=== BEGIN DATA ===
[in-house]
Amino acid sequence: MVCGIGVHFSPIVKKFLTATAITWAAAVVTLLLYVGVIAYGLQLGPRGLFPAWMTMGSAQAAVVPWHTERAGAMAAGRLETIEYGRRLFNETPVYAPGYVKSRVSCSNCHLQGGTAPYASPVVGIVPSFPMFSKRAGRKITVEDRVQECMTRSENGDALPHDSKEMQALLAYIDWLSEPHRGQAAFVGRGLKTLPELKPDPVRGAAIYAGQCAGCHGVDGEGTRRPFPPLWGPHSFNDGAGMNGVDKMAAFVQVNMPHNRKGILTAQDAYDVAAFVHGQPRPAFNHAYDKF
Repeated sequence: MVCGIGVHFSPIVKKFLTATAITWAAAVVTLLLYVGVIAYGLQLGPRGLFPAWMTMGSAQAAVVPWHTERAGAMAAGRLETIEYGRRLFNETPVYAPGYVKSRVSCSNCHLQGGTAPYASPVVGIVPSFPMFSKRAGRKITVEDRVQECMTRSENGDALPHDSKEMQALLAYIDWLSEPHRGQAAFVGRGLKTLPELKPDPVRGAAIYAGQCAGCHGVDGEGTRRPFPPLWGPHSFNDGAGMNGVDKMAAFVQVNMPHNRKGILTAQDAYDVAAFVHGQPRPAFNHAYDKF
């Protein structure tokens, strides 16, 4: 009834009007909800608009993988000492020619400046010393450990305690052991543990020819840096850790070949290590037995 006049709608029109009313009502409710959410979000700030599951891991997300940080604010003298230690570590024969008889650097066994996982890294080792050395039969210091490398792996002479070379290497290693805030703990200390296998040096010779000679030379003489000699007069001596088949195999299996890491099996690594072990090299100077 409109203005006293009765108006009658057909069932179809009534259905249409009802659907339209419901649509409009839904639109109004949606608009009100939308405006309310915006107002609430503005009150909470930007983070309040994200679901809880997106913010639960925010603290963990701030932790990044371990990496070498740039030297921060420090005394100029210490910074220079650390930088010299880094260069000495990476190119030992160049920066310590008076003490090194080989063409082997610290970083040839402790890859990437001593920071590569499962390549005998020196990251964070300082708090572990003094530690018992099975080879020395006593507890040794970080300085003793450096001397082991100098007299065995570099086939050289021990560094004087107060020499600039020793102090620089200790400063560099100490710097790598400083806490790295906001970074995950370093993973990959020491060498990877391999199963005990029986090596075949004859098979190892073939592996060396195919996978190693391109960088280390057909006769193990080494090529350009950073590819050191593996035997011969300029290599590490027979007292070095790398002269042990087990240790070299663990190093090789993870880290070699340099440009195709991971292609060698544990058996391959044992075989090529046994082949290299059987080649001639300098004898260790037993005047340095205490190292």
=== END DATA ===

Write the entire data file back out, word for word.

[in-house]
Amino acid sequence: MVCGIGVHFSPIVKKFLTATAITWAAAVVTLLLYVGVIAYGLQLGPRGLFPAWMTMGSAQAAVVPWHTERAGAMAAGRLETIEYGRRLFNETPVYAPGYVKSRVSCSNCHLQGGTAPYASPVVGIVPSFPMFSKRAGRKITVEDRVQECMTRSENGDALPHDSKEMQALLAYIDWLSEPHRGQAAFVGRGLKTLPELKPDPVRGAAIYAGQCAGCHGVDGEGTRRPFPPLWGPHSFNDGAGMNGVDKMAAFVQVNMPHNRKGILTAQDAYDVAAFVHGQPRPAFNHAYDKF
Repeated sequence: MVCGIGVHFSPIVKKFLTATAITWAAAVVTLLLYVGVIAYGLQLGPRGLFPAWMTMGSAQAAVVPWHTERAGAMAAGRLETIEYGRRLFNETPVYAPGYVKSRVSCSNCHLQGGTAPYASPVVGIVPSFPMFSKRAGRKITVEDRVQECMTRSENGDALPHDSKEMQALLAYIDWLSEPHRGQAAFVGRGLKTLPELKPDPVRGAAIYAGQCAGCHGVDGEGTRRPFPPLWGPHSFNDGAGMNGVDKMAAFVQVNMPHNRKGILTAQDAYDVAAFVHGQPRPAFNHAYDKF
């Protein structure tokens, strides 16, 4: 009834009007909800608009993988000492020619400046010393450990305690052991543990020819840096850790070949290590037995 006049709608029109009313009502409710959410979000700030599951891991997300940080604010003298230690570590024969008889650097066994996982890294080792050395039969210091490398792996002479070379290497290693805030703990200390296998040096010779000679030379003489000699007069001596088949195999299996890491099996690594072990090299100077 409109203005006293009765108006009658057909069932179809009534259905249409009802659907339209419901649509409009839904639109109004949606608009009100939308405006309310915006107002609430503005009150909470930007983070309040994200679901809880997106913010639960925010603290963990701030932790990044371990990496070498740039030297921060420090005394100029210490910074220079650390930088010299880094260069000495990476190119030992160049920066310590008076003490090194080989063409082997610290970083040839402790890859990437001593920071590569499962390549005998020196990251964070300082708090572990003094530690018992099975080879020395006593507890040794970080300085003793450096001397082991100098007299065995570099086939050289021990560094004087107060020499600039020793102090620089200790400063560099100490710097790598400083806490790295906001970074995950370093993973990959020491060498990877391999199963005990029986090596075949004859098979190892073939592996060396195919996978190693391109960088280390057909006769193990080494090529350009950073590819050191593996035997011969300029290599590490027979007292070095790398002269042990087990240790070299663990190093090789993870880290070699340099440009195709991971292609060698544990058996391959044992075989090529046994082949290299059987080649001639300098004898260790037993005047340095205490190292």